2, Stanford University, Stanford, California, United States
3, Stanford University, Stanford, California, United States
4, Stanford University, Stanford, California, United States
5, SLAC National Accelerator Laboratory, Menlo Park, California, United States
Metal oxide semiconductors are promising materials in photocatalytic and photoelectrochemical (PEC) water-splitting devices due to their high chemical stability, and flexibility in manipulating their physicochemical properties . In addition to developing their bulk properties (optical absorption, electrical conductivity, etc.), tailoring the flatband potential at the oxide/electrolyte interface is essential for the enhancement of the spatial separation efficiency of photo-excited carriers . We recently demonstrated the modulation of the flatband potential over 1.3 V by embedding a perovskite atomic dipole layer consisting of (LaO)+ and (AlO2)- just at the sub-surface of a (001)-oriented SrTiO3 (SrTiO3) photoanode . While this large modulation showed the potential of this approach, the direction of the shift was opposite to that needed for improving the PEC performance for an n-type photoanode.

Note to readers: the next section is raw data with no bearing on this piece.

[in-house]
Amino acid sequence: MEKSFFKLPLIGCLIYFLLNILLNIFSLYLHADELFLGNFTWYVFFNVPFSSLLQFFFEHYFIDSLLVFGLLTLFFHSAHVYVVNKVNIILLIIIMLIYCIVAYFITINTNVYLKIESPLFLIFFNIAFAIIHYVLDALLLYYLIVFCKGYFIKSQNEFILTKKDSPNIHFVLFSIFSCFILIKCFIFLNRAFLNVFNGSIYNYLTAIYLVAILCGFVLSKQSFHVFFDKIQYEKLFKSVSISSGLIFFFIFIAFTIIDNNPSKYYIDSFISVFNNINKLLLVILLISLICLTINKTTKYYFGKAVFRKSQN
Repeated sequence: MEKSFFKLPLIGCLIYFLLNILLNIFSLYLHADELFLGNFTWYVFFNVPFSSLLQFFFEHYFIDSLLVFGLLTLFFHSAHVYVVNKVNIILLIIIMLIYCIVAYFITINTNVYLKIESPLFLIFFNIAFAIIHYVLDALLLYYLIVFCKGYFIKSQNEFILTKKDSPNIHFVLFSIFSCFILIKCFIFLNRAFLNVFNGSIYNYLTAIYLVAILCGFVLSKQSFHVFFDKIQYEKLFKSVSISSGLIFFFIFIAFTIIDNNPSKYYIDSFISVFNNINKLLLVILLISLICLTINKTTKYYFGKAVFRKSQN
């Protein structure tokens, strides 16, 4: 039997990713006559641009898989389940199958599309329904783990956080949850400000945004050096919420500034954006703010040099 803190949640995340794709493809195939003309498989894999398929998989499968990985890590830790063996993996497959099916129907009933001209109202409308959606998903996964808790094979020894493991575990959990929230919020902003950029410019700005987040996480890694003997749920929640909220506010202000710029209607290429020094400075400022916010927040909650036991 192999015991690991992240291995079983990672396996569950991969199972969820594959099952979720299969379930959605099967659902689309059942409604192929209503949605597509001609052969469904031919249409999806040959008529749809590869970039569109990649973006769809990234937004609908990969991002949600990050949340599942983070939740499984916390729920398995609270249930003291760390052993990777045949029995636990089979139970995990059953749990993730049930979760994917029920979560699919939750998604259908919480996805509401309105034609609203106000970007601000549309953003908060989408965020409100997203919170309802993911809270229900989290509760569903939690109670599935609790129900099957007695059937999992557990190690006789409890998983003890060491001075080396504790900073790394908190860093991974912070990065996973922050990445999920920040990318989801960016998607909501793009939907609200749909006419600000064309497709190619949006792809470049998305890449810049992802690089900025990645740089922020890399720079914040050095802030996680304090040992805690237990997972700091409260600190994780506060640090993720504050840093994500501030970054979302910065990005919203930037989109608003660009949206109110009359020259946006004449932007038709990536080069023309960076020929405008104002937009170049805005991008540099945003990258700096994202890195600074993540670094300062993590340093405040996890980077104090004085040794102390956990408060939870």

Here, we present a 400 mV flatband potential shift at the SrTiO3 (001)/electrolyte interface, successfully enhancing the photocurrent by ~10%. On a TiO2-terminated Nb-doped SrTiO3 (001) substrate, a negatively-charged oxide layer (AlO2)- and an ultrathin charge neutral SrTiO3 layers were sequentially grown by pulsed laser deposition. By immersing the entire structure in solution, the positively-charged ions adsorb onto the SrTiO3 surface to complete the dipole. This design strategy is based on our work on the solid-state analog, where we demonstrated a barrier height increase at oxide Schottky interfaces using a dipole created by a fixed oxide charge layer and induced electronic screening charge, instead of two oxide fixed charge layers . The ability to independently manipulate the oxide/electrolyte interface energy levels greatly impacts the fundamental approach in developing heterostructures for photocatalytic and PEC applications. Details of the fabrication, PEC characterization, as well as spectroscopic results of these engineered photoelectrodes will be discussed in the presentation.
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